Flag description:
· three equal horizontal bands of blue (top), white, and blue with five blue, five-pointed stars arranged in an X pattern centered in the white band; the stars represent the members of the former Federal Republic of Central America - Costa Rica, El Salvador, Guatemala, Honduras, and Nicaragua; similar to the flag of El Salvador, which features a round emblem encircled by the words REPUBLICA DE EL SALVADOR EN LA AMERICA CENTRAL centered in the white band; also similar to the flag of Nicaragua, which features a triangle encircled by the word REPUBLICA DE NICARAGUA on top and AMERICA CENTRAL on the bottom, centered in the white band

Economy
Economy - overview:
· Honduras, one of the poorest countries in the Western Hemisphere with an extraordinarily unequal distribution of income and massive unemployment, is banking on expanded trade under the US-Central America Free Trade Agreement (CAFTA) and on debt relief under the Heavily Indebted Poor Countries (HIPC) initiative. The country has met most of its macroeconomic targets, and began a three-year IMF Poverty Reduction and Growth Facility (PGRF) program in February 2004. Growth remains dependent on the economy of the US, its largest trading partner, on continued exports of non-traditional agricultural products (such as melons, chiles, tilapia, and shrimp), and on reduction of the high crime rate.
GDP (purchasing power parity):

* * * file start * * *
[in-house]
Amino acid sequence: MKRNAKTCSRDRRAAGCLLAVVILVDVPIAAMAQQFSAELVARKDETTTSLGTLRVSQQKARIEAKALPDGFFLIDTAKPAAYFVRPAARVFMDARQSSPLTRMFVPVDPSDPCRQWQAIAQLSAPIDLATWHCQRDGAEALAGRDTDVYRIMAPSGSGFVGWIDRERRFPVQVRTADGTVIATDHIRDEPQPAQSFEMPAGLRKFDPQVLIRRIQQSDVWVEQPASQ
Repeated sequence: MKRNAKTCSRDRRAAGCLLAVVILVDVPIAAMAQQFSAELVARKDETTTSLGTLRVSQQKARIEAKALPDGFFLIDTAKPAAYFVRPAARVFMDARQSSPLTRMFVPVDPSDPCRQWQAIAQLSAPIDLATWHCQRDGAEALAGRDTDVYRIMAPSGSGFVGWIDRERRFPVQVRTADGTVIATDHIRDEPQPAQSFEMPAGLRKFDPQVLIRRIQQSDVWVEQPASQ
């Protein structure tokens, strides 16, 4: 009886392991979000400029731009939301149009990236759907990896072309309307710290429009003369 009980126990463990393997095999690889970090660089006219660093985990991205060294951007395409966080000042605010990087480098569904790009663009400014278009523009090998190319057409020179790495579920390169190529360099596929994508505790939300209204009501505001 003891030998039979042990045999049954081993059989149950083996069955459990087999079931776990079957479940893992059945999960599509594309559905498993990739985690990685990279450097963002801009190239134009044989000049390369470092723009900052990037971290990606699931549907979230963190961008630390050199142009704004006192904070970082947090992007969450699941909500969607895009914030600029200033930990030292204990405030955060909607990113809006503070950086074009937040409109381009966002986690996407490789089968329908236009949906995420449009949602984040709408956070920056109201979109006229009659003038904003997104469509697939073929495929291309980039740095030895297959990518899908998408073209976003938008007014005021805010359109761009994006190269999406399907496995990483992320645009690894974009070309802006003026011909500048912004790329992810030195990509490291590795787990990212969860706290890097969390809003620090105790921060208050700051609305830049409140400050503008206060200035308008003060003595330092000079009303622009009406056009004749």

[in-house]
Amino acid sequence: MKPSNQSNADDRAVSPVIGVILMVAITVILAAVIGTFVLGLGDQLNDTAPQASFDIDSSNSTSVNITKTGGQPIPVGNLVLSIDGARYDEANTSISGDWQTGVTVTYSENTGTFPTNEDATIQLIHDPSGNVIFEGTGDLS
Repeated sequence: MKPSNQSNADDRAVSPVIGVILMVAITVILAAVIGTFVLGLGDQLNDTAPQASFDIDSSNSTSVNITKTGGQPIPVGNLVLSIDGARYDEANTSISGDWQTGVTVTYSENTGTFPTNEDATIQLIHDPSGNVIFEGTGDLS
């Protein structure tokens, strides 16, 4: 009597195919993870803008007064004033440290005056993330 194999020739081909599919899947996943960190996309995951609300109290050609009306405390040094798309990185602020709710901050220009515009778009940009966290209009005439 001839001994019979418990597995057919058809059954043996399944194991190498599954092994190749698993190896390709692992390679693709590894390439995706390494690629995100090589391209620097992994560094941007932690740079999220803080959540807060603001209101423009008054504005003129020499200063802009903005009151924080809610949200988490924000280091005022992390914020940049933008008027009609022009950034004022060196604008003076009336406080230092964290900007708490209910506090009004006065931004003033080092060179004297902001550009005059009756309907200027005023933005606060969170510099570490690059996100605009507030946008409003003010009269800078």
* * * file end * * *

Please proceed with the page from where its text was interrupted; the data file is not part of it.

· $20.21 billion (2005 est.)
GDP (official exchange rate):
· $7.842 billion (2005 est.)
GDP - real growth rate:
· 4% (2005 est.)
GDP - per capita (PPP):
· $2,800 (2005 est.)
GDP - composition by sector:
· agriculture: 12.7%
· industry: 31.2%
· services: 56.1% (2005 est.)
Labor force:
· 2.54 million (2005 est.)
Labor force - by occupation:
· agriculture 34%, industry 21%, services 45% (2001 est.)
Unemployment rate:
· 28% (2005 est.)
Population below poverty line:
· 53% (1993 est.)
Household income or consumption by percentage share:
· lowest 10%: 0.6%
· highest 10%: 42.7% (1998)
Distribution of family income - Gini index:
· 55 (1999)
Inflation rate (consumer prices):
· 9.2% (2005 est.)
Investment (gross fixed):
· 27% of GDP (2005 est.)
Budget:
· revenues: $1.693 billion
· expenditures: $1.938 billion; including capital expenditures of $106 million (2005 est.)
Public debt:
· 70.5% of GDP (2005 est.)
Agriculture - products:
· bananas, coffee, citrus; beef; timber; shrimp